An interesting result of the analysis was that there was a larger increase in claims from rural areas than in urban or suburban areas. Though both urban and rural allergy-related claims decreased in 2016, rural claims increased 110 percent while urban claims increased 70 percent over the entire 10-year period. That is intriguing because numerous studies have shown that children growing up in rural areas are less prone to allergies, possibly because the increased exposure to nature gives their immune systems a workout and makes them less likely to react to environmental triggers such as peanuts or eggs.
|FAIR Health Inc. chart; click on it to enlarge it.|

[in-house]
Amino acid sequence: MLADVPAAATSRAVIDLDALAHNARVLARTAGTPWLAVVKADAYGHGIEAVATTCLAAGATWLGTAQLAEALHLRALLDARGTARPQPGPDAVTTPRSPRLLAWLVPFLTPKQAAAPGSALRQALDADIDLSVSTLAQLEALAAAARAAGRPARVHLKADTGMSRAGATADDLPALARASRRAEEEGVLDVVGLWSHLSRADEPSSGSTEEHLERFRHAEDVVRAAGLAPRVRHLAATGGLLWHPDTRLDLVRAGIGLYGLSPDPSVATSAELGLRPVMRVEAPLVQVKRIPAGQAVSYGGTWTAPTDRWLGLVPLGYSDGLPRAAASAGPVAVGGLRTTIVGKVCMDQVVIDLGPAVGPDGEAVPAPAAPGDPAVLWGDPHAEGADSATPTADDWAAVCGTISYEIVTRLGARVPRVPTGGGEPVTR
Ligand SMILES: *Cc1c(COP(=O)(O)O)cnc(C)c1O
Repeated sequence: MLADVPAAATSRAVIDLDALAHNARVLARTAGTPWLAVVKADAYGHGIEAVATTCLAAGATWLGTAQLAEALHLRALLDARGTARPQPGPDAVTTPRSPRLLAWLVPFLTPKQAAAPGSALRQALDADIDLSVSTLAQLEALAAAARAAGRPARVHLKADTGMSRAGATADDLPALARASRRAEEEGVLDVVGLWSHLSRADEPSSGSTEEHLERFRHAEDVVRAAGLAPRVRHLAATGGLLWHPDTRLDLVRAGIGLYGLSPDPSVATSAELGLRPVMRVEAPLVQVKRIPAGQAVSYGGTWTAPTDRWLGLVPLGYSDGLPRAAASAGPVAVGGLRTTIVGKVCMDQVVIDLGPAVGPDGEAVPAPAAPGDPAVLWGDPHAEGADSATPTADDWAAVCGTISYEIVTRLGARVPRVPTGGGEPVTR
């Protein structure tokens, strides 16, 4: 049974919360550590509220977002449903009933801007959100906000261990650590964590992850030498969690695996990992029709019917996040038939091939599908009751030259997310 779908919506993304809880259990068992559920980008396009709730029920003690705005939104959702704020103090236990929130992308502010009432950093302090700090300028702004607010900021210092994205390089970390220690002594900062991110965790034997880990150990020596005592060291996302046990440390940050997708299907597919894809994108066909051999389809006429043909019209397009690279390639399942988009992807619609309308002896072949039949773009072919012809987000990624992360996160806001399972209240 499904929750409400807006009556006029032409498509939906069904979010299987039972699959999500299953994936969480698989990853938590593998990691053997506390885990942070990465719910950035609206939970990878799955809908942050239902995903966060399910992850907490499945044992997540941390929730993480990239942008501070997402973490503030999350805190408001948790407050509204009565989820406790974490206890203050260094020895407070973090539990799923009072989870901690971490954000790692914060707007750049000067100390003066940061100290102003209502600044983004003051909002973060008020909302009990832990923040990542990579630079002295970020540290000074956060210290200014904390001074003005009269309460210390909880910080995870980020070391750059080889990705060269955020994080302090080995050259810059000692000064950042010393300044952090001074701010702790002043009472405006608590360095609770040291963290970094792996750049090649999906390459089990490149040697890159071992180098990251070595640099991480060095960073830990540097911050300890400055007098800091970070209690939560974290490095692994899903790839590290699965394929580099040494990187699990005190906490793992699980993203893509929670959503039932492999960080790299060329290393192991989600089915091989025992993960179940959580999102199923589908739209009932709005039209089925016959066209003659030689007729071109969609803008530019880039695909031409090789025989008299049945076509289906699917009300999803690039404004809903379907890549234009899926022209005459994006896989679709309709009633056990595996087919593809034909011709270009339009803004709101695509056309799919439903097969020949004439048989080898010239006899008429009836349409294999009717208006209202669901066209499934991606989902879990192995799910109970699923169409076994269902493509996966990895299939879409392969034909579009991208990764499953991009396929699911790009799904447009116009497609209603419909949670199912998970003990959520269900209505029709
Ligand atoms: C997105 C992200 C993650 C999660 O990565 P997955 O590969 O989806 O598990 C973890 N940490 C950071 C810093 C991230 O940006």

Experts have plenty of theories about the cause of the increase and severity of allergies. "The increase could be related to the increasing use of antibiotics, rising rates of Caesarean sections that affect the microbiomes of babies, and an increasingly sterile environment, says Hugh Sampson, director of the Jaffe Food Allergy Institute at the Icahn School of Medicine at Mount Sinai in New York City. All have altered the good bacteria in our intestinal tracts, which alters the programming of our immune systems," Reddy reports. Sampson says another problem is that parents have been told to avoid giving highly allergenic foods such as peanuts to small children, an approach that appears to have backfired. Allergies to peanuts and tree nuts have at least doubled in the U.S. over the past 20 years.